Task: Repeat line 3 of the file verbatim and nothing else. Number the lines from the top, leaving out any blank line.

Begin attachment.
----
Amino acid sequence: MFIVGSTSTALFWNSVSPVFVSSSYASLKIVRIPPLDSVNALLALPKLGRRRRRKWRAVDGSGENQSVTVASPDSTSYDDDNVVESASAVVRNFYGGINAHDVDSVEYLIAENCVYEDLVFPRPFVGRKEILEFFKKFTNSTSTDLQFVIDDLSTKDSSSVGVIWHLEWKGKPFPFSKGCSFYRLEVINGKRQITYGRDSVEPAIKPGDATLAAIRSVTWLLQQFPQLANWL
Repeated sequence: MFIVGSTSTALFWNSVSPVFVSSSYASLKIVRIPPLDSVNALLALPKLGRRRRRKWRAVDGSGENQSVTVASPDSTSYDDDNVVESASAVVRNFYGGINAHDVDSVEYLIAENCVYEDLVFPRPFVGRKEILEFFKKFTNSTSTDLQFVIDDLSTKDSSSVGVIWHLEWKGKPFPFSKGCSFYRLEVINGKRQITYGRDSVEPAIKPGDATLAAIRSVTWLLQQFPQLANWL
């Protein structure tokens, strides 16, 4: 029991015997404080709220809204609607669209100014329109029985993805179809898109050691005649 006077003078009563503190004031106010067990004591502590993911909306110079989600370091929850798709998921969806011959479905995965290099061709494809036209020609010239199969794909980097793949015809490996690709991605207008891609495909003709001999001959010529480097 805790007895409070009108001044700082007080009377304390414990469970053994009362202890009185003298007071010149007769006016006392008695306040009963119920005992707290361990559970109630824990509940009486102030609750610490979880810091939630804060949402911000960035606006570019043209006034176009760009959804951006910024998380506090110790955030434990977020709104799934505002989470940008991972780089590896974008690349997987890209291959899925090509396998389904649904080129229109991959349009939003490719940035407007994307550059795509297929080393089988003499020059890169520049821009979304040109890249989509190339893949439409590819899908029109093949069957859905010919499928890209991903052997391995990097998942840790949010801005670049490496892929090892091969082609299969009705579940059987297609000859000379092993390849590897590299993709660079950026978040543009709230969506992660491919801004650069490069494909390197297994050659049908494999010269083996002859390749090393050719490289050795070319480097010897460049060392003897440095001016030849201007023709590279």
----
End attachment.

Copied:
């Protein structure tokens, strides 16, 4: 029991015997404080709220809204609607669209100014329109029985993805179809898109050691005649 006077003078009563503190004031106010067990004591502590993911909306110079989600370091929850798709998921969806011959479905995965290099061709494809036209020609010239199969794909980097793949015809490996690709991605207008891609495909003709001999001959010529480097 805790007895409070009108001044700082007080009377304390414990469970053994009362202890009185003298007071010149007769006016006392008695306040009963119920005992707290361990559970109630824990509940009486102030609750610490979880810091939630804060949402911000960035606006570019043209006034176009760009959804951006910024998380506090110790955030434990977020709104799934505002989470940008991972780089590896974008690349997987890209291959899925090509396998389904649904080129229109991959349009939003490719940035407007994307550059795509297929080393089988003499020059890169520049821009979304040109890249989509190339893949439409590819899908029109093949069957859905010919499928890209991903052997391995990097998942840790949010801005670049490496892929090892091969082609299969009705579940059987297609000859000379092993390849590897590299993709660079950026978040543009709230969506992660491919801004650069490069494909390197297994050659049908494999010269083996002859390749090393050719490289050795070319480097010897460049060392003897440095001016030849201007023709590279």